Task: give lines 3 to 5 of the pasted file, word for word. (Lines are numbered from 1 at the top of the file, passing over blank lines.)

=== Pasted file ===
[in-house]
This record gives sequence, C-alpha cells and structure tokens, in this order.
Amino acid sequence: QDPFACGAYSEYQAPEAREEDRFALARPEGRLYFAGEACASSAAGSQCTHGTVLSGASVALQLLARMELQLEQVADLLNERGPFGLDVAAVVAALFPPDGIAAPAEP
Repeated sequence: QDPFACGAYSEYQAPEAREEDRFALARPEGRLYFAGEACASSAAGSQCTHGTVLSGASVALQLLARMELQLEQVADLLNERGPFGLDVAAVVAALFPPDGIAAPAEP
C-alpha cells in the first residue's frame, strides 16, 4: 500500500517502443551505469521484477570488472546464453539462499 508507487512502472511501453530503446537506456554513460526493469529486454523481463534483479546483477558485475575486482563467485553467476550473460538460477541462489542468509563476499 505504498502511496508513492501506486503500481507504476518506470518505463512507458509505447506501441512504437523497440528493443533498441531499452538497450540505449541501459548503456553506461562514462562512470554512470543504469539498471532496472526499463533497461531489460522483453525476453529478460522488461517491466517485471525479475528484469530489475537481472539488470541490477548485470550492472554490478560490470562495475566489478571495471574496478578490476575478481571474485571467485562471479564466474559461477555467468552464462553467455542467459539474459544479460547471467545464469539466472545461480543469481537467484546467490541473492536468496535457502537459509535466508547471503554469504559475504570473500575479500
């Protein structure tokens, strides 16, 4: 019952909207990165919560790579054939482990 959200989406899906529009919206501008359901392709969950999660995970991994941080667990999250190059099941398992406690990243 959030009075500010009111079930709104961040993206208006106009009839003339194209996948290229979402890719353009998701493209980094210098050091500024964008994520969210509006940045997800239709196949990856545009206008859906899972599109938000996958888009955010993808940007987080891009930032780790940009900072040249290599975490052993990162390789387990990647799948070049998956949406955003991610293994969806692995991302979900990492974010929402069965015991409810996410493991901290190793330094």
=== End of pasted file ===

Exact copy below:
Amino acid sequence: QDPFACGAYSEYQAPEAREEDRFALARPEGRLYFAGEACASSAAGSQCTHGTVLSGASVALQLLARMELQLEQVADLLNERGPFGLDVAAVVAALFPPDGIAAPAEP
Repeated sequence: QDPFACGAYSEYQAPEAREEDRFALARPEGRLYFAGEACASSAAGSQCTHGTVLSGASVALQLLARMELQLEQVADLLNERGPFGLDVAAVVAALFPPDGIAAPAEP
C-alpha cells in the first residue's frame, strides 16, 4: 500500500517502443551505469521484477570488472546464453539462499 508507487512502472511501453530503446537506456554513460526493469529486454523481463534483479546483477558485475575486482563467485553467476550473460538460477541462489542468509563476499 505504498502511496508513492501506486503500481507504476518506470518505463512507458509505447506501441512504437523497440528493443533498441531499452538497450540505449541501459548503456553506461562514462562512470554512470543504469539498471532496472526499463533497461531489460522483453525476453529478460522488461517491466517485471525479475528484469530489475537481472539488470541490477548485470550492472554490478560490470562495475566489478571495471574496478578490476575478481571474485571467485562471479564466474559461477555467468552464462553467455542467459539474459544479460547471467545464469539466472545461480543469481537467484546467490541473492536468496535457502537459509535466508547471503554469504559475504570473500575479500